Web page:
Kalpana Chawla was born forty-one years ago in Karnal, about one-hundred-thirty kilometers north of New Delhi. Her friends say she always wanted to fly. She moved to the United States in the nineteen-eighties, after graduating from Punjab Engineering College. She continued to study aeronautical engineering at the University of Texas in Arlington and the University of Colorado at Boulder. She became an astronaut in nineteen-ninety-four.

After Mizz Chawla became an American citizen, she continued to communicate with students at her school in her hometown. Every year, she invited two of them to visit her at the American space agency. Students say she told them to follow their dreams, and that she would help them if their dreams could not come true in India.

Hundreds of students had gathered at the school when the Columbia astronauts were expected to return to Earth. They prayed together when they learned the news that the shuttle had broken apart.

Kalpana Chawla was the first Indian-born woman in space. But she told Indian reporters that she did not feel Indian when flying. She said that looking at the stars made her feel that she was from the solar system, not from one area of land on Earth.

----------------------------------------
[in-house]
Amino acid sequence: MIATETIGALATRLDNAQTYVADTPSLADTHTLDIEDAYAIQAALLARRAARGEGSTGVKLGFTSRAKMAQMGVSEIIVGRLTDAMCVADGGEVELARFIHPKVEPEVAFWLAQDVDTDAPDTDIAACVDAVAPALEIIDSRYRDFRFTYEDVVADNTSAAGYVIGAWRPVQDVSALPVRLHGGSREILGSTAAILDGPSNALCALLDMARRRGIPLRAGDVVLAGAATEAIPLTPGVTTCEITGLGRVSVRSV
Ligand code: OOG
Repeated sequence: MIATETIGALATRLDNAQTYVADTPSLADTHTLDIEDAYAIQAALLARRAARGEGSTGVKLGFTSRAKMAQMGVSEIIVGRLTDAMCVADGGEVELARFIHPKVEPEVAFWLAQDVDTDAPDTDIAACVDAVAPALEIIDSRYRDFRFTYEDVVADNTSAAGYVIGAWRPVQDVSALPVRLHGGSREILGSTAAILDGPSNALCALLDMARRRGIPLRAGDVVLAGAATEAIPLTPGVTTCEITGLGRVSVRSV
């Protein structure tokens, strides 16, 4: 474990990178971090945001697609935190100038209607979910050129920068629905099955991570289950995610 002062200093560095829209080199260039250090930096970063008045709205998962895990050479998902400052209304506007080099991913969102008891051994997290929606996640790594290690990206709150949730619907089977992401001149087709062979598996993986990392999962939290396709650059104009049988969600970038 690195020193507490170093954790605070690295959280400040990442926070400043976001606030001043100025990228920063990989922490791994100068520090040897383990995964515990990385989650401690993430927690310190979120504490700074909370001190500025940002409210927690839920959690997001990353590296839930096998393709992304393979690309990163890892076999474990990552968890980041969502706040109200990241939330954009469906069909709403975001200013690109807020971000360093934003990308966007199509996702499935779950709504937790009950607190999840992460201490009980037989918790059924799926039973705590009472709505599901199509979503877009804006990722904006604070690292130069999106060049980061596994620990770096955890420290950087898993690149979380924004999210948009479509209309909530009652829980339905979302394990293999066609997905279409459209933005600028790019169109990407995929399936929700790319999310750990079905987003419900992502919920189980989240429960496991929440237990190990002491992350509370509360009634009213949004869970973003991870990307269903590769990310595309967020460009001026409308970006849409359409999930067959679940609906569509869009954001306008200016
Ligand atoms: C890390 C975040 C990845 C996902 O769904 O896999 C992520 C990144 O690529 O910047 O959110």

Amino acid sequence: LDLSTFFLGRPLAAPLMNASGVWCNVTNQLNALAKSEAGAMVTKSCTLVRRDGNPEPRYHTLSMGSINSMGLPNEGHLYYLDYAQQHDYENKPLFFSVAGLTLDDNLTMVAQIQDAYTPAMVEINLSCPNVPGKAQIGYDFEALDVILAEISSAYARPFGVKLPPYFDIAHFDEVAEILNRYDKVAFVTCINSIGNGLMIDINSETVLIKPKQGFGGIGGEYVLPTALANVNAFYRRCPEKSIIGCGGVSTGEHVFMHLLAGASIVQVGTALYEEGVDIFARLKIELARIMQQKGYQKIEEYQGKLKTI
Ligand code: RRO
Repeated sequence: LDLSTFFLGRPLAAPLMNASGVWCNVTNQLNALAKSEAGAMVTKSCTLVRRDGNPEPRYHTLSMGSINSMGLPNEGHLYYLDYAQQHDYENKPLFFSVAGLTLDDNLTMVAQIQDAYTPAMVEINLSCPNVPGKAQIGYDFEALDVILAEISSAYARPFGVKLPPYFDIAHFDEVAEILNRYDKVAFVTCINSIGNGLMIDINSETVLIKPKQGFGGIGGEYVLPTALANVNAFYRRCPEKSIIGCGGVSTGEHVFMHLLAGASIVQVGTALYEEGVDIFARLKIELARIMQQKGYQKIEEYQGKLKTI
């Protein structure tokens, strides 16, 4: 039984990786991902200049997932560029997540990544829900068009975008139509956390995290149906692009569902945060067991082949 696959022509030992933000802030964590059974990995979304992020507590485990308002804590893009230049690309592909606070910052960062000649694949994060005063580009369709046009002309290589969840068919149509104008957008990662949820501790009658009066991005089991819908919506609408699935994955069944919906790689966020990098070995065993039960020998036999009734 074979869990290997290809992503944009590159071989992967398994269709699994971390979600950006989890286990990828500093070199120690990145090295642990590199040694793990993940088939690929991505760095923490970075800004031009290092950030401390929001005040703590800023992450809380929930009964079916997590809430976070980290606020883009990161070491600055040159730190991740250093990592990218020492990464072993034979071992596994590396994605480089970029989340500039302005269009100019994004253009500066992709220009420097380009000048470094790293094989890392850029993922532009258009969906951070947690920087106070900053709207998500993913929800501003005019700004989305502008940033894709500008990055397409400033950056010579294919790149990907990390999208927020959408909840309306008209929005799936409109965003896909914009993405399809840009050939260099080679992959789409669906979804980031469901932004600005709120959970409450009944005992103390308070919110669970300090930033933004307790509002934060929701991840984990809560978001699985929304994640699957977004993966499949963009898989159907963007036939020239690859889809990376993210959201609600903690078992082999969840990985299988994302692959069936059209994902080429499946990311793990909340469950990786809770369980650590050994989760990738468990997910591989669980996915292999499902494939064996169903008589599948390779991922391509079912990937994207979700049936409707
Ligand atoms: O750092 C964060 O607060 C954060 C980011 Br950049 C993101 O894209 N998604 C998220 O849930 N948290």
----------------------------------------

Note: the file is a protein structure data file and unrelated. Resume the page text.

Millions of people in India, the United States and other nations mourned the loss of Kalpana Chawla and the other six Columbia astronauts. President Bush spoke about their lives and their work at a memorial service last week in Texas. He said the American space program would continue so that their scientific work would not be lost.

Valentine’s Day Music


Today, February fourteenth, is Valentine’s Day in the United States. The holiday is named for Saint Valentine, an early Christian churchman who reportedly helped young lovers. Valentine was executed for his beliefs on February fourteenth, more than one-thousand-seven-hundred years ago. The ancient Romans also celebrated a holiday for lovers more than two-thousand years ago. So Valentine’s Day has been a special day for people in love for a very long time.


Americans celebrate Valentine’s Day by sending cards and gifts such as flowers and candy. Men and women may go out to a restaurant for a special meal. Sometimes a man will propose marriage to the woman he loves on Valentine’s Day. Some people plan to have their weddings on Valentine’s Day.

The music of love is important on Valentine’s Day. Here is a song that attempts to describe the feeling. It is called “Love Is A Many Splendored Thing.” It is sung by Andy Williams.


This next famous love song is sung by rock and roll great Elvis Presley. It is called ”Love Me Tender.”


We leave you now with another love song popular on Valentine’s Day. “My Funny Valentine” was written by Richard Rogers and Lorenz Hart. Ella Fitzgerald sings it.



This is Doug Johnson. I hope you enjoyed our program today. And I hope you will join us again next week for AMERICAN MOSAIC -- VOA’s radio magazine in Special English.

This AMERICAN MOSAIC program was written by Cynthia Kirk and Nancy Steinbach. Our studio engineer was Glen Matlock. And our producer was Paul Thompson.